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The problem with 'rights'

By John Spender - posted Friday, 9 May 2008

There is something intrinsically appealing about a bill of rights or a charter of rights, or a list of good things to be done and bad things to be avoided. It appeals to the orderly sense hidden in the most disorderly of us: the list of things we can tick off and say, yes, by God, that’s good. That’s the way it should be.

But the problem is always in turning these warm and mushy thoughts into words. The trouble with words, as Alice in Wonderland sapiently remarked, is that words mean what I mean them to mean. Or put it this way: what I think my words mean might be different from what you think they mean. Words are elastic, imprecise: the more of them you bundle together the harder it is to get a clear meaning from them.

Take, for example, the right to life. We’re all very fond of the right to life; no one would be against it. Or would they? What does it mean? No abortions? Not ever? No stem cell research? Not ever? No capital punishment? Not even for a new generation “Hitler”?


Or what about freedom from torture? Torture is something civilised societies abhor, and we have made laws prohibiting it, and have replicated these laws in international covenants. No right thinking person - we are frequently told - should ever countenance torture. Well, I wonder if this is so.

We live in a post 9-11 world. Our world is defined by the enemies of western civilisation, and not by ourselves. The aim of radical Islamists is unambiguous - to destroy western civilisation. This is for them an overriding and virtuous goal, ordained by a religion and one which as believers they are bound to pursue. Any means are open to achieve this goal, including the destruction of whole cities and populations by nuclear and biological weapons.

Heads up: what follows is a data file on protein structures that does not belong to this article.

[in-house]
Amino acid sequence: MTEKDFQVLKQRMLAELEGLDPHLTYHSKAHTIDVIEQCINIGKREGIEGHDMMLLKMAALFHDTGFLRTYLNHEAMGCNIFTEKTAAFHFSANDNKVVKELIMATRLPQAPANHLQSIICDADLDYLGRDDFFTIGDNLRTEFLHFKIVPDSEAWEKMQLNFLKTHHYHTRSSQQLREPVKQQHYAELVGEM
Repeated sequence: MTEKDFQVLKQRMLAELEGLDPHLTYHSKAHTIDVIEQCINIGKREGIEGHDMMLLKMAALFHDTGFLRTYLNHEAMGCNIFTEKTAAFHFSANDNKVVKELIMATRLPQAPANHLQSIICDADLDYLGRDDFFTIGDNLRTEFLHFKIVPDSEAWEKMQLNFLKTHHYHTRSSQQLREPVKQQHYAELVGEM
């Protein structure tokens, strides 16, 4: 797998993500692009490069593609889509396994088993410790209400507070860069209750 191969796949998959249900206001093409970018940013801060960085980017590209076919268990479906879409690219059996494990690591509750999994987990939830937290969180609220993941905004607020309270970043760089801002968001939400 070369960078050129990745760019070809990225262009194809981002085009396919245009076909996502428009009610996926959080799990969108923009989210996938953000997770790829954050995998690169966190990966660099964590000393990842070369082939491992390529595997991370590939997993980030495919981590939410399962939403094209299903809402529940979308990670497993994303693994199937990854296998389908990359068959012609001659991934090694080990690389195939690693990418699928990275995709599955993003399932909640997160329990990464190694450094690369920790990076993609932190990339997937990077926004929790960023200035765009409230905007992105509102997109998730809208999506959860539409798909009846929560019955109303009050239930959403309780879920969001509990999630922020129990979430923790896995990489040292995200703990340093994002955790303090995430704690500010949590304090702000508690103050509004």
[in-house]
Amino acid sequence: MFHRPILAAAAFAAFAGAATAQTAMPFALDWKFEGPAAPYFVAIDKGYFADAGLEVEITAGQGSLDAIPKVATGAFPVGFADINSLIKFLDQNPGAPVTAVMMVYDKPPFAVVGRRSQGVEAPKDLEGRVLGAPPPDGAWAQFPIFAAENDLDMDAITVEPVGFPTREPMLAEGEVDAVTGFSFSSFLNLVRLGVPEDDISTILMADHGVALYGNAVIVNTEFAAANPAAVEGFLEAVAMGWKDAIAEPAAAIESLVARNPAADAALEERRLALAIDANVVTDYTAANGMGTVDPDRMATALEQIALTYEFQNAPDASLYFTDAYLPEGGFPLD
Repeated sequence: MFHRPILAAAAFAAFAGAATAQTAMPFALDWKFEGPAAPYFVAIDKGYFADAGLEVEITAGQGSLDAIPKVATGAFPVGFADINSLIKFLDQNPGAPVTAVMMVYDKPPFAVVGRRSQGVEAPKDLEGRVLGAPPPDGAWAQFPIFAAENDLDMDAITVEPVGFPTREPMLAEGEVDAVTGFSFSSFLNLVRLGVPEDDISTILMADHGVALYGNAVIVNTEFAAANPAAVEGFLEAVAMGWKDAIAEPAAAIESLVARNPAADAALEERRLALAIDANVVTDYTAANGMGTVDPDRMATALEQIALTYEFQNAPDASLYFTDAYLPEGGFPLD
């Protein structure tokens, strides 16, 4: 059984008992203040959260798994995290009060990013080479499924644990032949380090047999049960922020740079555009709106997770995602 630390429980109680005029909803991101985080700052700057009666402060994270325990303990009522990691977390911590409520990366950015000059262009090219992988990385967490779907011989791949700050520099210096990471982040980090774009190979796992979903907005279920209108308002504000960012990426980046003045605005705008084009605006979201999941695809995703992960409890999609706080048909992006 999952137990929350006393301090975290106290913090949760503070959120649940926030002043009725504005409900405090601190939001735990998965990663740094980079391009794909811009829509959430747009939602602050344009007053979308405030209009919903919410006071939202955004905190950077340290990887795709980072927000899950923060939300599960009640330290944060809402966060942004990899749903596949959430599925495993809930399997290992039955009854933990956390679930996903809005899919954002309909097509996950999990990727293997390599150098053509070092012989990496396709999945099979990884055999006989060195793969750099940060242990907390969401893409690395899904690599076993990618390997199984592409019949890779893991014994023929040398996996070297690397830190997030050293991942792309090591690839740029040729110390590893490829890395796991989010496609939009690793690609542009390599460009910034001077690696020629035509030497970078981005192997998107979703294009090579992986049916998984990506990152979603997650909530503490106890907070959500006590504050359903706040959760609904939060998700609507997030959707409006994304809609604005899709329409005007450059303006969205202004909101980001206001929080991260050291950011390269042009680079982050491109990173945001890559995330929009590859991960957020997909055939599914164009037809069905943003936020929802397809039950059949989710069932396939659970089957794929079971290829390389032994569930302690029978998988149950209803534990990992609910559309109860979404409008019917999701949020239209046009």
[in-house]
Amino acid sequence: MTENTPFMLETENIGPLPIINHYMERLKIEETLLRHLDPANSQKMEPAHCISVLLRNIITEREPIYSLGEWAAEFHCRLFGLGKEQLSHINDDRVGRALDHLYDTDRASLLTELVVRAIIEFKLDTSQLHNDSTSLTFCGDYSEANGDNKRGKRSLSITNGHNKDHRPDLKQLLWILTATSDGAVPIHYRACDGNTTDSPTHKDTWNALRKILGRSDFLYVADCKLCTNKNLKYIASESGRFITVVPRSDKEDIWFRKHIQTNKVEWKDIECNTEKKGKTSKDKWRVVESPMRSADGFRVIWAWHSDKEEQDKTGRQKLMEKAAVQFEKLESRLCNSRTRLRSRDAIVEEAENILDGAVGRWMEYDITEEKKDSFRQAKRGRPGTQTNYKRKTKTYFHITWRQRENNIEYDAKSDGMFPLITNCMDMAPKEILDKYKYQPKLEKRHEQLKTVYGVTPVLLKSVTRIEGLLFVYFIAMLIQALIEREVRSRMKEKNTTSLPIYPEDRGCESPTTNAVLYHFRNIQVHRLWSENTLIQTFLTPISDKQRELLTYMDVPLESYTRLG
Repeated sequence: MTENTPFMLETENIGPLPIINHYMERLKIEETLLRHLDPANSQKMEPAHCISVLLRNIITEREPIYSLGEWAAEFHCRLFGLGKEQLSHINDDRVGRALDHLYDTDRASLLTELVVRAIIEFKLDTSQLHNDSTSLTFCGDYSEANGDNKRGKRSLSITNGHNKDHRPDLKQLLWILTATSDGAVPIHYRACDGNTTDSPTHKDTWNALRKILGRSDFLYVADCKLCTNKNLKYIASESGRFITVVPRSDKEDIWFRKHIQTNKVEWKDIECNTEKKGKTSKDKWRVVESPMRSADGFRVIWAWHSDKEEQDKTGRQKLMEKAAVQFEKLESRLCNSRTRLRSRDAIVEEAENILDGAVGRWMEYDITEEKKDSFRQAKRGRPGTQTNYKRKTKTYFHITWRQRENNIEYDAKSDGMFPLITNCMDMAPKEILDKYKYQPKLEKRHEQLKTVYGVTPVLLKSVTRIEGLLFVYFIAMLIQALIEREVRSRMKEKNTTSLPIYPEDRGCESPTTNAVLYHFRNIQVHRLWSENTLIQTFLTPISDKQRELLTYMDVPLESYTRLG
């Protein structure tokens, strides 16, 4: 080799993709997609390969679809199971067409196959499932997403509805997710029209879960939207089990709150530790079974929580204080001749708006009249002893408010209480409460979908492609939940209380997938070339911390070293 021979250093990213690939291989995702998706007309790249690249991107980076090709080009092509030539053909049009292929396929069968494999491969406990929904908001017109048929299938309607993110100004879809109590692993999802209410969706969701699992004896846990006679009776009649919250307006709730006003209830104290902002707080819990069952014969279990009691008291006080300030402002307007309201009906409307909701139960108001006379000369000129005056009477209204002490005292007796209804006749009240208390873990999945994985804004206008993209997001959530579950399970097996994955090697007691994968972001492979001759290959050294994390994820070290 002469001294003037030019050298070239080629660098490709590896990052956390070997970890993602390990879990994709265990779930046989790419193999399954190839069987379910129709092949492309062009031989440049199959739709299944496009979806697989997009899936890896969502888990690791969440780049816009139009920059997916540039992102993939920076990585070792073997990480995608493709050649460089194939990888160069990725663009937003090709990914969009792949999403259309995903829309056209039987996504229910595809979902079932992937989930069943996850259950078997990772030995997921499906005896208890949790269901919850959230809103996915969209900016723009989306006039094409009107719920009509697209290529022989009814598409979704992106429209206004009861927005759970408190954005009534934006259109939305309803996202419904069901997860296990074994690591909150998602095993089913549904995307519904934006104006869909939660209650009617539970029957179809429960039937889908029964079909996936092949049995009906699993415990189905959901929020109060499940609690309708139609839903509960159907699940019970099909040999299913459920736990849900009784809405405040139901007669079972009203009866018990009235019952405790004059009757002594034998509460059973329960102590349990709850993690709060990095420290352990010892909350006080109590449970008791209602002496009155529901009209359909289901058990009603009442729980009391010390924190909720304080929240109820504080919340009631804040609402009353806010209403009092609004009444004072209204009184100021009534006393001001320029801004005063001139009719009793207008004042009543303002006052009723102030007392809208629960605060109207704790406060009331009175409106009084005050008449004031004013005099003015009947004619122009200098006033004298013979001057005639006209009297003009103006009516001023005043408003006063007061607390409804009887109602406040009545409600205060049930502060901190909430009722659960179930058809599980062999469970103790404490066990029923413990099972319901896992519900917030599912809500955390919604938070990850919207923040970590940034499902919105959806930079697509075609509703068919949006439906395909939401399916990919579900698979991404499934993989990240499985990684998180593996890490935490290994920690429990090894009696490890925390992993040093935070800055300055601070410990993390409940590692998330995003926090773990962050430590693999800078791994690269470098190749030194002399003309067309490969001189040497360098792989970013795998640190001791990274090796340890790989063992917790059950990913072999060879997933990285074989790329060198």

Now, the science of making nuclear and biological weapons is widely known. All that the Islamic terrorists lack is the means of manufacture and delivery. It is quite possible, likely indeed, that they will realise both.

Hypothetically - and this is something which has been debated - it could happen that an individual was in possession of the sure and certain knowledge of a nuclear or biological catastrophe soon to be visited upon New York, or London, or Sydney. Let us assume for the argument that the only means of obtaining that information would be torture. What then is the ethical choice? Is the ethical choice to say no, no torture, not under any circumstances, even if there is a risk of unimaginable tragedy to many people? Or is the ethical choice: yes, dreadful though it is, torture must be used.

What I have just said illustrates, I believe, a number of dangers in setting down in law a charter of rights.

First, one can never foresee the circumstances in which a human right clearly expressed, and which now seems plain and decent sense, may come to be an obstacle in the protection of the lives of the many.


Second, there is - as I have said - the great problem of words. You cannot catch and hold them in your hands. Words are not like a piece of marble, which may be chiselled and shaped by a sculptor. They defy us. And it is folly to believe that we will ever be wise enough or far-sighted enough to be able to lay down a charter of rights that is good and workable in all circumstances.

Indeed, at the heart of the notion of charters of rights are two inherent conflicts: first, between rights which themselves conflict, such as freedom of speech and the right to one’s good reputation. Second, between public and private rights.

The state upholds public rights and seeks to strike a balance in its laws between individual and public rights. Individuals claim private rights; their rights may conflict with those the state upholds. Thus, sometimes, in times of war or extreme emergencies, individual rights have to suffer for the good of the whole. There is nothing new in this.

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About the Author

John Spender QC was the Member for North Sydney between 1980-1990. Positions held during opposition included Shadow Attorney General, Shadow Foreign Minister and Manager of Opposition Business in the House of Representatives.

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